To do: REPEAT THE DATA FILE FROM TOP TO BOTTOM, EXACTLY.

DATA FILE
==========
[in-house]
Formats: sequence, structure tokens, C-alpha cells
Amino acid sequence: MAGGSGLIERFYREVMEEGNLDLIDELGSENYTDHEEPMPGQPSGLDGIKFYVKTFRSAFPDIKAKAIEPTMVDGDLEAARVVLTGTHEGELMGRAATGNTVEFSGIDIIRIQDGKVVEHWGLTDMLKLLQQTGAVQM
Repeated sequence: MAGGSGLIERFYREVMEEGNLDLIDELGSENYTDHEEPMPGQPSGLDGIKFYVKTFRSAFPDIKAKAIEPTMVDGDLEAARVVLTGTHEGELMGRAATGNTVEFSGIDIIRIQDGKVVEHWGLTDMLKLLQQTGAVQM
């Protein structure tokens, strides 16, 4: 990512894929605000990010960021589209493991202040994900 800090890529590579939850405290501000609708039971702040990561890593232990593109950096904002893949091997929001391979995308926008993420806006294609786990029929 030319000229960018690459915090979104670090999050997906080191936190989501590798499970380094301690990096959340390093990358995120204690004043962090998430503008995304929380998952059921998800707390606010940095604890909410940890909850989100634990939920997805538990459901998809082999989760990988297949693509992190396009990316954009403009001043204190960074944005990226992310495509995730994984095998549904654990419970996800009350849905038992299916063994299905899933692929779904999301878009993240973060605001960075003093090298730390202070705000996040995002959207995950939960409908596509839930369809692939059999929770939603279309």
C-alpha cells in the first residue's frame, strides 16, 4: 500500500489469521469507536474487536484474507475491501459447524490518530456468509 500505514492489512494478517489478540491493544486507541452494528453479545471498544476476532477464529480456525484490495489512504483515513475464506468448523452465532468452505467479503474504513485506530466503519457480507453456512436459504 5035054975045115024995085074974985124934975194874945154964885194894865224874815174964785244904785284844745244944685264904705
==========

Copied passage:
[in-house]
Formats: sequence, structure tokens, C-alpha cells
Amino acid sequence: MAGGSGLIERFYREVMEEGNLDLIDELGSENYTDHEEPMPGQPSGLDGIKFYVKTFRSAFPDIKAKAIEPTMVDGDLEAARVVLTGTHEGELMGRAATGNTVEFSGIDIIRIQDGKVVEHWGLTDMLKLLQQTGAVQM
Repeated sequence: MAGGSGLIERFYREVMEEGNLDLIDELGSENYTDHEEPMPGQPSGLDGIKFYVKTFRSAFPDIKAKAIEPTMVDGDLEAARVVLTGTHEGELMGRAATGNTVEFSGIDIIRIQDGKVVEHWGLTDMLKLLQQTGAVQM
């Protein structure tokens, strides 16, 4: 990512894929605000990010960021589209493991202040994900 800090890529590579939850405290501000609708039971702040990561890593232990593109950096904002893949091997929001391979995308926008993420806006294609786990029929 030319000229960018690459915090979104670090999050997906080191936190989501590798499970380094301690990096959340390093990358995120204690004043962090998430503008995304929380998952059921998800707390606010940095604890909410940890909850989100634990939920997805538990459901998809082999989760990988297949693509992190396009990316954009403009001043204190960074944005990226992310495509995730994984095998549904654990419970996800009350849905038992299916063994299905899933692929779904999301878009993240973060605001960075003093090298730390202070705000996040995002959207995950939960409908596509839930369809692939059999929770939603279309």
C-alpha cells in the first residue's frame, strides 16, 4: 500500500489469521469507536474487536484474507475491501459447524490518530456468509 500505514492489512494478517489478540491493544486507541452494528453479545471498544476476532477464529480456525484490495489512504483515513475464506468448523452465532468452505467479503474504513485506530466503519457480507453456512436459504 5035054975045115024995085074974985124934975194874945154964885194894865224874815174964785244904785284844745244944685264904705